ANALYSIS: Mitsubishi not enough for Germany
Japan’s mighty Mitsubishi Corporation on Wednesday sealed two deals with transmission system operator (TSO) TenneT to buy into German offshore wind grid-connections.
It closed a €240m ($320m) investment agreement for the high-voltage cable projects BorWin1 and BorWin2, and confirmed another €336m for two more offshore hubs, HelWin2 and DolWin2.
The news was certainly a relief for Germany’s fledgling offshore wind sector, which has suffered grid connection delays that threaten to derail the country’s target to reach 10GW of offshore generation capacity by 2020, and 25GW by 2030.
But how much comfort can the embattled industry really take from the Japanese investment?
The Mitsubishi deal at least shows that the amended German Energy Law – passed by parliament late last year, and capping the liability of TSOs for delays or damage to grid links – is having an effect, says Ronny Meyer, managing director at WAB, a network for the wind industry in Germany’s northwest.
“But it’s not enough,” Meyer tells Recharge. “It is obvious that this investment doesn’t resolve the fundamental problems of all grid connections.” Additional investors need to come on board, Meyer says.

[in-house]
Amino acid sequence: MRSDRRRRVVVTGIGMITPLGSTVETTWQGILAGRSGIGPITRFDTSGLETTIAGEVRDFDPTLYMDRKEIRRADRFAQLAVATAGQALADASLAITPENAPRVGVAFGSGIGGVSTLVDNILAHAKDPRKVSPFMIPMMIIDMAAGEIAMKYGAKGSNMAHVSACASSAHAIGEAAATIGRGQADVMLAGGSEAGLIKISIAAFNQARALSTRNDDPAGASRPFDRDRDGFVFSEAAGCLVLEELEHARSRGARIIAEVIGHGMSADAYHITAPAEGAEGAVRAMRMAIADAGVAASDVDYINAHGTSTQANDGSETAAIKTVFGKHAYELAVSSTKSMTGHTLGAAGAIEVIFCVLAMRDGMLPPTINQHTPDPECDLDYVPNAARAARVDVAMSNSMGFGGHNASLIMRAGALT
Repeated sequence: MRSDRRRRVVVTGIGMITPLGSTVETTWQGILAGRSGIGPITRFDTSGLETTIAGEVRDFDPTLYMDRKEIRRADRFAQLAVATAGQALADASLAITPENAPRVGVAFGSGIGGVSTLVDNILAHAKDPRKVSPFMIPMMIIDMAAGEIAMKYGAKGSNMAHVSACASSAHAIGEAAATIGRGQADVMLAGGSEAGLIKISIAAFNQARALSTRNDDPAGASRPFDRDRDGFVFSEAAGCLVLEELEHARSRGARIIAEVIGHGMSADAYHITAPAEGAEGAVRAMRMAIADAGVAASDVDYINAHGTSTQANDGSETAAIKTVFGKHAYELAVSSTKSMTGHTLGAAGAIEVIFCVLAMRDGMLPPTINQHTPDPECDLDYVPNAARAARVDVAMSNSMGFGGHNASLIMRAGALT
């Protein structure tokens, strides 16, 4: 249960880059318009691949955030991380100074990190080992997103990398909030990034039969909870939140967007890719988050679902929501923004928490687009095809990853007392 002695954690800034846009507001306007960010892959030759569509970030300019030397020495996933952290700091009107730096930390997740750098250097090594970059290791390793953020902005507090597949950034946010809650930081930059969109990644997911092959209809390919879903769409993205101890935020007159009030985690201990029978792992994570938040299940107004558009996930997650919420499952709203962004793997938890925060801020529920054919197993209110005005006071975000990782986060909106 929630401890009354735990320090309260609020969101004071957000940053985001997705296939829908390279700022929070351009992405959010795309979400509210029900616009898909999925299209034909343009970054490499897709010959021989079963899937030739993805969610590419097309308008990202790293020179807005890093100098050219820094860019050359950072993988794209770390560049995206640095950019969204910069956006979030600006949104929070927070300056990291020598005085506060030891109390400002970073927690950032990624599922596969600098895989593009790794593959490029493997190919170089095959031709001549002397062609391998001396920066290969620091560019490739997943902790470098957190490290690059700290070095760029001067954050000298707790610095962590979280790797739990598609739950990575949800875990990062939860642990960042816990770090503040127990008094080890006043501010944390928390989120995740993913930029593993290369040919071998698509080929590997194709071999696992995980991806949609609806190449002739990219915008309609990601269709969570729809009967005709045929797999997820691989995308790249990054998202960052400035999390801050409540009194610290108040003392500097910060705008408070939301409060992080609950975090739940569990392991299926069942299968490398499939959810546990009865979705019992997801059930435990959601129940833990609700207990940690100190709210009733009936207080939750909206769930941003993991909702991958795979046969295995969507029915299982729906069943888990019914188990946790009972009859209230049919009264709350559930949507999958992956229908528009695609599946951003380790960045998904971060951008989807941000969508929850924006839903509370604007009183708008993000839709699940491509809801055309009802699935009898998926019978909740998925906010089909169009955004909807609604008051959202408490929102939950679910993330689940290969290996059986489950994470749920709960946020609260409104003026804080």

Mitsubishi may well bring more to the party than just investment, points out Hans-Josef Fell, an energy expert and MP from the opposition Green Party.
The global industrial giant may contribute know-how to overcome technological challenges in the fairly new offshore wind sector, Fell tells Recharge.
Those technological issues aren’t trivial, not least because of the water depths at planned German offshore parks.
But TenneT’s capital resources are very thin. The TSO has committed almost €6bn in German offshore infrastructure, and Mitsubishi’s investment represents a mere tenth of that. TenneT will still need to find further investors, Fell agrees.
An alternative would be a capital increase at the TSO itself.
But that is highly unlikely. TenneT belongs to the Dutch state, and the Netherlands’ triple-A sovereign debt rating remains on a negative outlook at ratings agency Standard & Poor’s.
The Hague will think twice before pouring billions into a company to help Germany overcome its offshore wind grid connection problems.
Some in the offshore wind industry are lobbying for a role for German development bank KfW instead. “The KfW should enter with a minority stake,” Fell claims, pointing to a demand of his party to that effect.